Next up we have the four-drops, Voyager Drake and Lightkeeper of Emeria, both solid options. The Drake gives us the opportunity to close out a close game if our opponent is vulnerable in the skies, and the one Blue mana in his casting cost means we should have more than enough resources most games to take advantage of his offer. The Lightkeeper is similarly-costed, but puts the finish line further away for your opponent. We’re ordinarily rather disdainful of lifegain, but there’s certainly nothing wrong with having an extra mana sink on an already decent body.
Finally, we come to our premium rare, the Archon of Redemption. While the clever lifegain is nice, it’s of dubious tactical merit. The defense of lifegain often goes, “sure you’ll come close to dying while you assemble your board, but then you lifegain it back along with a strong board presence!” It’s hard to shake the feeling that the deck would be better invested in a Serra Angel. The Archon is weaker on the front end, and I’d rather a vigilant body to protect me than an inconsistent trickle of lifegain to salve any wounds.
That does it for the flyers and multikickers, but what about our last three creatures- the two Kor Cartographers and a Surrakar Banisher? The Cartographers are generally poor overall- a four-mana bear is nothing to get excited over, free land or no. By the time you have the mana in place to play it, you’re usually not very concerned about aggressive ramping. That said, Flyover places a higher utility on late-game land than most decks, given its many multikicker mana sinks- this makes the Cartographer only slightly less bad.
And the Surrakar Banisher? Five mana for a 3/3 body with a conditional Unsummon attached? Thanks, but no thanks- a second Voyager Drake would be much more consistently good here.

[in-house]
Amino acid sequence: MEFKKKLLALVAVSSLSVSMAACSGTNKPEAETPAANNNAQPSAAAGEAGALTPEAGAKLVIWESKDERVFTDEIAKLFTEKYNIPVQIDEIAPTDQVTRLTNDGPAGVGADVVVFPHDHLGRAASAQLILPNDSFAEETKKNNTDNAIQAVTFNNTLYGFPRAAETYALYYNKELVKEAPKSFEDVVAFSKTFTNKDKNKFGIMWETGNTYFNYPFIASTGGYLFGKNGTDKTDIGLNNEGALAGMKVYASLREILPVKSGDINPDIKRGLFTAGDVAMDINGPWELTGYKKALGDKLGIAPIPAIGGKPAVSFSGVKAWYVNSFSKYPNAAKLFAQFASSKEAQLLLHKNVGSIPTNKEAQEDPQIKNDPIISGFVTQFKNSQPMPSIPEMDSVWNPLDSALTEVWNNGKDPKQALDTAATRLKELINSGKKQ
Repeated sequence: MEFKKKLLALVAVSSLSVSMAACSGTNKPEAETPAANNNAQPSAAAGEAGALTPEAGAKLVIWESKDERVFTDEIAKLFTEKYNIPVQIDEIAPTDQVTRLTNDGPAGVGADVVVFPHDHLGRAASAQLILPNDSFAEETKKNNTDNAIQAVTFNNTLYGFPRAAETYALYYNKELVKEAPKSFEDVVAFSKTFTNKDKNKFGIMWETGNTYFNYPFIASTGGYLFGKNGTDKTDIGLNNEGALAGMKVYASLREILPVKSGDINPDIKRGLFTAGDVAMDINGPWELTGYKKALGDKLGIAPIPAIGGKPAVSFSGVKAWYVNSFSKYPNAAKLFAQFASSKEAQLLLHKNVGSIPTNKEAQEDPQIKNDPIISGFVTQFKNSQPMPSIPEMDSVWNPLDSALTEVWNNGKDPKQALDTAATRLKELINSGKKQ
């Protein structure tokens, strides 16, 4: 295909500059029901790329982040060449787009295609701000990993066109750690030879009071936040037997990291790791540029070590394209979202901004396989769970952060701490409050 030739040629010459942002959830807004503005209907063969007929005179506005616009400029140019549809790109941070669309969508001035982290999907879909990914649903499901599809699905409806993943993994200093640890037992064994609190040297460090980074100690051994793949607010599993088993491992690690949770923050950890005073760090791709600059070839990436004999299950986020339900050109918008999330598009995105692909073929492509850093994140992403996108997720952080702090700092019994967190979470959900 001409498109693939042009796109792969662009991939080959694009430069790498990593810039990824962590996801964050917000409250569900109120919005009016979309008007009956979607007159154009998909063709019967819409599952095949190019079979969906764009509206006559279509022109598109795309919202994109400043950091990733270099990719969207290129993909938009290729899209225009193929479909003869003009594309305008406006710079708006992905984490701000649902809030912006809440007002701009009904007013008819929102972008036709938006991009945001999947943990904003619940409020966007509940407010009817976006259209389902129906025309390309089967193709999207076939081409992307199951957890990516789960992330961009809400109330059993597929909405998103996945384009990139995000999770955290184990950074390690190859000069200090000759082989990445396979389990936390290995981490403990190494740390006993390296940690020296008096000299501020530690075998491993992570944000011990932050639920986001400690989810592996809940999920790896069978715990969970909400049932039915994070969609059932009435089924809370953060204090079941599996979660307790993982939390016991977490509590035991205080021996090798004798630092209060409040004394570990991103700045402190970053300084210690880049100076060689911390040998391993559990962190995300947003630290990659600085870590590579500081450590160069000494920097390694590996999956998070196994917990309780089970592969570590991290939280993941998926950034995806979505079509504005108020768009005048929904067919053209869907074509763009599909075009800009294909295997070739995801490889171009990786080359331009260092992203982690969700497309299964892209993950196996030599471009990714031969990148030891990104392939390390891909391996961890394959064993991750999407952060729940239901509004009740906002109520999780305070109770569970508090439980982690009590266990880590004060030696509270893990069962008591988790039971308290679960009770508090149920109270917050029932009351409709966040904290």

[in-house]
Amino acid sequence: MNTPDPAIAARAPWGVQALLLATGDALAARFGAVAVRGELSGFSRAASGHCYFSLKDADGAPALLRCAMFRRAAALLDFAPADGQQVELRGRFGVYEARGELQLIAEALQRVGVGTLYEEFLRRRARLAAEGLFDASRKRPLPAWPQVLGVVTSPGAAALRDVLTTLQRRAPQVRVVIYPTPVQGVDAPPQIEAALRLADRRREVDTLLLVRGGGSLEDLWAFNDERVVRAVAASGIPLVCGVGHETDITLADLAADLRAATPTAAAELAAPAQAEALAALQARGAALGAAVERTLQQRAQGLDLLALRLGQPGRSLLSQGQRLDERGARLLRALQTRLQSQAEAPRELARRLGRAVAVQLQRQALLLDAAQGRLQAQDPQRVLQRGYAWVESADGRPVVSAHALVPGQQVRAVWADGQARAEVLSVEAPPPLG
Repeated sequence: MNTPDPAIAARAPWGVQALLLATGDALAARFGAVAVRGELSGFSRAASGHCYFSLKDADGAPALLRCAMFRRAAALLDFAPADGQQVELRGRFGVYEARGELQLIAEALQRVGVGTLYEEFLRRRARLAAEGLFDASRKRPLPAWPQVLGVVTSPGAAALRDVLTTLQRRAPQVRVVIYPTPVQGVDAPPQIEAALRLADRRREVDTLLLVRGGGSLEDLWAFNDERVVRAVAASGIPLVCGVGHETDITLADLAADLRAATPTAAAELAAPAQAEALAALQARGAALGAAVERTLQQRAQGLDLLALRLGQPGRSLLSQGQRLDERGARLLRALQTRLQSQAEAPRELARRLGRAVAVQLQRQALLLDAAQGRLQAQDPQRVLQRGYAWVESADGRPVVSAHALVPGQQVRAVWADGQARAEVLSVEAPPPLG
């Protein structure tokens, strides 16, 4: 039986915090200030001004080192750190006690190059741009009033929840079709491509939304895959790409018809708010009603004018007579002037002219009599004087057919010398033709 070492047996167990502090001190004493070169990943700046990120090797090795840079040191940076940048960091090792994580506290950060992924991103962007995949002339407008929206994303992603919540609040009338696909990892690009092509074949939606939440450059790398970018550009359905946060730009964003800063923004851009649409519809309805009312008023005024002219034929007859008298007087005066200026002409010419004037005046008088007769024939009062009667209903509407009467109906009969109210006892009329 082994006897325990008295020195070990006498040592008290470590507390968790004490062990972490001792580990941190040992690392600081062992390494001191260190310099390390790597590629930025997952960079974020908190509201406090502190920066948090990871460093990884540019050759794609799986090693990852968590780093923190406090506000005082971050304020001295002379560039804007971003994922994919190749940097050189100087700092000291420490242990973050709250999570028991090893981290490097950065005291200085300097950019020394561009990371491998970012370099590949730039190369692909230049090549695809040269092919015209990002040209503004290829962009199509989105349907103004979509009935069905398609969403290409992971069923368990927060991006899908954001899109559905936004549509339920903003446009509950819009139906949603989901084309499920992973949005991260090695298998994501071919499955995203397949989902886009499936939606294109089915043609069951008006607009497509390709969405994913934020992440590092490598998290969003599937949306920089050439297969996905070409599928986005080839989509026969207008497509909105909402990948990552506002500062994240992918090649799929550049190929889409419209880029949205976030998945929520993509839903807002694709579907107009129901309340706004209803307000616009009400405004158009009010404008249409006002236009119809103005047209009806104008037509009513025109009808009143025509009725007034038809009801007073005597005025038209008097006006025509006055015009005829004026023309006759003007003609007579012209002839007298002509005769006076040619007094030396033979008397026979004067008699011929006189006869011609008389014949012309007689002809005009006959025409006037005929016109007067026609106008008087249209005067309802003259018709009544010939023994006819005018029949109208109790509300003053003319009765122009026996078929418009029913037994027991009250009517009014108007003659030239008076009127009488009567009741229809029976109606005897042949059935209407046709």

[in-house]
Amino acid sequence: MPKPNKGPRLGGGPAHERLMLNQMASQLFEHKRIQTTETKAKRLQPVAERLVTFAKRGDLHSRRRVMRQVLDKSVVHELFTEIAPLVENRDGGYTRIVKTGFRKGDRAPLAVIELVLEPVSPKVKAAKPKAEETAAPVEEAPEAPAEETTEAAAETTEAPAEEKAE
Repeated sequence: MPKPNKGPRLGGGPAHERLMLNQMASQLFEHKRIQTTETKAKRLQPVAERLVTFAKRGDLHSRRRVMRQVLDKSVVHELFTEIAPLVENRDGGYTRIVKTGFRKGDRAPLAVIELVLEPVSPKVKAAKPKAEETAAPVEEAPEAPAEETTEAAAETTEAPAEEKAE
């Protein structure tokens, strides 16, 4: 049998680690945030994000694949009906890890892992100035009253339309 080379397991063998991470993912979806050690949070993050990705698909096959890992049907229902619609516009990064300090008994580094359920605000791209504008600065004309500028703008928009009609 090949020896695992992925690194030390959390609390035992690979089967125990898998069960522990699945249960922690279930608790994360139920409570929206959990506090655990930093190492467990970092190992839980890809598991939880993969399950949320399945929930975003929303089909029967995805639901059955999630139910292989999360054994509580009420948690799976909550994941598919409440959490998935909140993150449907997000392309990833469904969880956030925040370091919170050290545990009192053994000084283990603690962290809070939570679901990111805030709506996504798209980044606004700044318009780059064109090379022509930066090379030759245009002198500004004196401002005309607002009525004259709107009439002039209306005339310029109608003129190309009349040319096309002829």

Step Four: Analyse the Supporting Cast
As mentioned above, the typical formula for precons has increasingly placed emphasis upon the creatures, so we take a straightforward approach here: how do the noncreature selections support them? We tend to worry less about the mana curve for these cards on their own, and more about how they contribute to the overall makeup of the deck itself.
Naturally, our first stop almost without exceptions is removal, and here the deck has some interesting options. The most straightforward of these is Iona’s Judgment, which tops the charts at five mana. Notice how the removal gets more and more restrictive the cheaper it gets. Then you have a Divine Verdict, which is conditional- the critter you want gone must be a participant in battle. A version of this effect is included in the lone Righteousness (also conditional) as well, which while technically a combat trick might as well be removal. Lastly you have a Pacifism (removable) and an Unsummon (temporary).
Would the deck be better off with four Journeys to Nowhere? Leagues. But Flyover is trying to tell you that you more or less need to go it alone and endure for awhile, play a bit cautiously on the ground, and then when your forces are ready you may have a tool to get rid of the biggest impediment to your victory.